South Korea seeks arrest of Samsung’s de facto boss
Image credit: Dreamstime
South Korean prosecutors have confirmed that they have filed an arrest warrant for Samsung vice chairman Lee Jae-yong, as part of an investigation into alleged fraud committed to clear Lee’s path to succeed his father as chairman.
Lee has been widely considered de facto head of Samsung since his father suffered a heart attack in May 2014. Samsung has been controlled by the Lee family since its immediate predecessor was founded by Lee Byong-chul (Lee Jae-yong’s grandfather) in 1938.
In January 2017, Lee was arrested and charged with bribery in association with an explosive political scandal which ousted the former President and landed her – along with many other high-profile figures – with decades-long prison sentences. Although the bribery case was suspended, Lee was found guilty of corruption. His five-year custodial sentence was quickly suspended and reduced to three years by an appeals court, allowing him to return to normal life after just one year in custody.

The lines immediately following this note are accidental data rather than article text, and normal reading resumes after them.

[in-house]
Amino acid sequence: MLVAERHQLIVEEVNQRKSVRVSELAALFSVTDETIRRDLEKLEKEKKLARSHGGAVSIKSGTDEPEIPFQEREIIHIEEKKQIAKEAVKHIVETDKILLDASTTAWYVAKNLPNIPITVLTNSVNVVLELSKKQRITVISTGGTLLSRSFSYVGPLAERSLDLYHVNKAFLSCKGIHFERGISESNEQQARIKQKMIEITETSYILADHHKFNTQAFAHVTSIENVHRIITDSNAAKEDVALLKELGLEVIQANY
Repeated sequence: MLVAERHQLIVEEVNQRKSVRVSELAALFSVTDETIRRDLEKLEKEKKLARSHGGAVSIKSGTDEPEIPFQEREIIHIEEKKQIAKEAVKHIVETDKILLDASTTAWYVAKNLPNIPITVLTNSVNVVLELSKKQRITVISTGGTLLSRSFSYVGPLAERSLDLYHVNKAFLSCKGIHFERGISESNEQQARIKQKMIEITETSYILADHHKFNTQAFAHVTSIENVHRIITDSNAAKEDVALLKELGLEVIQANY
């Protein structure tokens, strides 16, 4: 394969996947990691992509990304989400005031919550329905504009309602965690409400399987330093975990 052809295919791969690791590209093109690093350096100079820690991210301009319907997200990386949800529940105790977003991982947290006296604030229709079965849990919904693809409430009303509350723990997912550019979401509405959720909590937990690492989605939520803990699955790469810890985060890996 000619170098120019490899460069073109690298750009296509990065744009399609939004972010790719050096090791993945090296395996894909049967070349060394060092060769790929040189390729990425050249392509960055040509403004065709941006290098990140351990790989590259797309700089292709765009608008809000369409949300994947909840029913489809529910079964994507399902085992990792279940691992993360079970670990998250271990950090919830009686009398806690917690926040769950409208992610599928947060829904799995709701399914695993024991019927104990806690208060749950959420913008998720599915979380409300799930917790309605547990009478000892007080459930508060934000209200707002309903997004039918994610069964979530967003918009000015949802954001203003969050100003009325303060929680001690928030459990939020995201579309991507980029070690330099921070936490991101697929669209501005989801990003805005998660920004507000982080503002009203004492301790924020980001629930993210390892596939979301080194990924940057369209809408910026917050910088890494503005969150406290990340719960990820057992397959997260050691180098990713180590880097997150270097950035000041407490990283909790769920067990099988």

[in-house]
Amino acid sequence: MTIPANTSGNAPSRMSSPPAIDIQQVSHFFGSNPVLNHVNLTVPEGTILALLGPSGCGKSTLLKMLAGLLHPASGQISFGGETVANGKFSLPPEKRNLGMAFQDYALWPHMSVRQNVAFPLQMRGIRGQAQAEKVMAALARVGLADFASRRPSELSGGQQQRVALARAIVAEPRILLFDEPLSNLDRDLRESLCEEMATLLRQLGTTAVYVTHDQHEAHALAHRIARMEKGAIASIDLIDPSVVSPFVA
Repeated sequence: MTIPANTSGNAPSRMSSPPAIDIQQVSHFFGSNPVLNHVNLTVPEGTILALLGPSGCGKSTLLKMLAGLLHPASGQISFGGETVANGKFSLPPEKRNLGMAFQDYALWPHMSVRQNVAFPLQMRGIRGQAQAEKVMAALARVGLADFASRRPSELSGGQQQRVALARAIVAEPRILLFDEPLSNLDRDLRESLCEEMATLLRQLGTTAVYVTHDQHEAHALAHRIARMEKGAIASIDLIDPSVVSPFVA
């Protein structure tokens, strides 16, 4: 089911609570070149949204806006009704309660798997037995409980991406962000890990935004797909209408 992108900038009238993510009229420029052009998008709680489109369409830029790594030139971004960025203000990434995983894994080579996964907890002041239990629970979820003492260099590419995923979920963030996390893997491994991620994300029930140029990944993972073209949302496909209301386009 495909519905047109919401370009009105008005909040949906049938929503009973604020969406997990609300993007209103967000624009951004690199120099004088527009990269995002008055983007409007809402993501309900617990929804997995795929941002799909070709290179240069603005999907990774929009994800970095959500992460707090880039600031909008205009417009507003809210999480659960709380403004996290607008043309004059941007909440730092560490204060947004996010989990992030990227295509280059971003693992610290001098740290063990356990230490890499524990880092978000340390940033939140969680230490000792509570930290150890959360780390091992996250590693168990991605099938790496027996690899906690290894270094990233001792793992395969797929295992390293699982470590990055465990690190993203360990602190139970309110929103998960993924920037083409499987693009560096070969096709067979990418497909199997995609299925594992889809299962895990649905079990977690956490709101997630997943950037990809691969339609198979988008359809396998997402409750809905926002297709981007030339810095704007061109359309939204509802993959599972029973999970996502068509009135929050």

In August 2019, the Supreme Court overturned the appeals court ruling. This raised concerns that Lee was facing a far lengthier prison sentence and forced Lee to make a rare public statement to offer a partial apology in a bid to assuage the courts.
Now, South Korean prosecutors have confirmed that they have filed an arrest warrant for Lee and two other former Samsung executives, as part of their investigation into alleged fraud relating to a controversial merger between two Samsung units: Samsung C&T and Cheil Industries. They will pursue his arrest on suspicion of stock price manipulation, audit rule violations and other offences.
Specifically, it is alleged that the value of Cheil Industires was deliberately inflated before its merger with Samsung C&T, making Lee (as the largest shareholder of Cheil Industries) the largest shareholder of Samsung C&T and clearing the path for him to succeed his father as Samsung Group Chairman.
Lee is also alleged to have bribed the former President – now imprisoned for bribery, abuse of power and embezzlement – in order to secure government support for the merger.
The Seoul Central District Court will review the request next week. If arrested, Lee is likely to return to jail to serve the remaining two years of his suspended sentence.
Lee has previously denied the accusations made against him. His representatives have expressed “deep regret” at the prosecutors actions and said that Lee has fully cooperated with investigations.
Sign up to the E&T News e-mail to get great stories like this delivered to your inbox every day.